The social level of the rural population of Morocco and other North African States is so low that there is a constant exodus from the country to the cities, which increases unemployment and creates a host of discontented men, naturally very good soil for the sowers of disturbance and disorder.

In Morocco, the state of confusion provoked these past years by contradictory French policies is very great. Underneath the general sentiment of independence, to which all Moroccans feel bound through their race and religion, there is the natural suspicion between the victors and the vanquished, as a result of the specific attitudes and situation of so many greater and lesser personalities, khaids, khadis, and aduls, who joined in the adventure of the dethronement of the Sultan, and upon whom, during many years, the French based their attempt at pacification.

In view of all this, I consider it necessary to act very loyally towards the Moroccan and North African peoples, in order not to lose their confidence; helping them to solve their problems, thus enabling them to fulfill their dreams and really improve their standard of living on their own (which is very important when nationalism awakes), so through progress and efficiency to reach the well-being which best guarantees order, interior satisfaction, and the security in which we are all interested.

I would like to emphasize my opinion that the problem transcends the specific frame of the nations directly interested, and that it affects the principal nations of the West, who with similar rights and equal duties should help in this task of improvement of the peoples of North Africa, so that their progress may be more speedy and efficient.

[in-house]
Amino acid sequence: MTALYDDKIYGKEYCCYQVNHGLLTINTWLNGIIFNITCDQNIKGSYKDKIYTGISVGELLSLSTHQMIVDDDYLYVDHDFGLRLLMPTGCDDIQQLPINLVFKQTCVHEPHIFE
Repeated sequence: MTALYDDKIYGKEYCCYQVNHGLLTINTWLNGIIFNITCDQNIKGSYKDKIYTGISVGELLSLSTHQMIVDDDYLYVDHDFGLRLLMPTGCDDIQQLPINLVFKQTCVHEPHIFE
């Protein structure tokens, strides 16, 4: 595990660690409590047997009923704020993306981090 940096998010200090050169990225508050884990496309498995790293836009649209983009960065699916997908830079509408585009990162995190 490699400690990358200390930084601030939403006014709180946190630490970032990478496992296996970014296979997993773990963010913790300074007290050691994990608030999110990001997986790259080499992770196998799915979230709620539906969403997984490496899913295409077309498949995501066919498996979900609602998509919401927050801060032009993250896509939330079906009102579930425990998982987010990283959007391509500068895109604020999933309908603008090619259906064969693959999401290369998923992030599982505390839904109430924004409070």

The unknown factor of the situation is the French nation, with its markedly 19th Century type of mentality. Is France really interested in these aspirations? That is the great problem, and a source of considerable suspicion. The lack of stability and continuity in French politics [Page 563] creates a bad impression for the solution of these problems of foreign policy, in which the French make the mistakes which others have to pay for.

The very problem of Algeria has taken a bad turning for a proper solution. If France momentarily quells the rebellion, she will, no doubt, want to take her opportunity and exploit her victory, forgetting that violent repressions do not suppress the spirit of independence, once this has taken root in a people, which also, in this case, can always count on the support and sympathy of its neighbours.

All the foregoing can give you an idea of our policy with respect to Morocco and our conversation with the Sultan. He will have to face many problems and many necessities. I therefore consider that the more help we can give him to solve his problems and those of the Moroccan people, the more we will be helping the strength and solidarity of the Western world, which is in such need of unity.

You must forgive the length of this letter. The importance of the problem justifies it. I felt the need of conveying its gravity to you, as your political action carries such weight in the world.

Please receive the cordial greetings, and best wishes for yourself and your family, of your good friend and comrade

Francisco Franco2
  1. Source: Eisenhower Library, Whitman File. Confidential.
  2. Printed from a copy that bears this typed signature.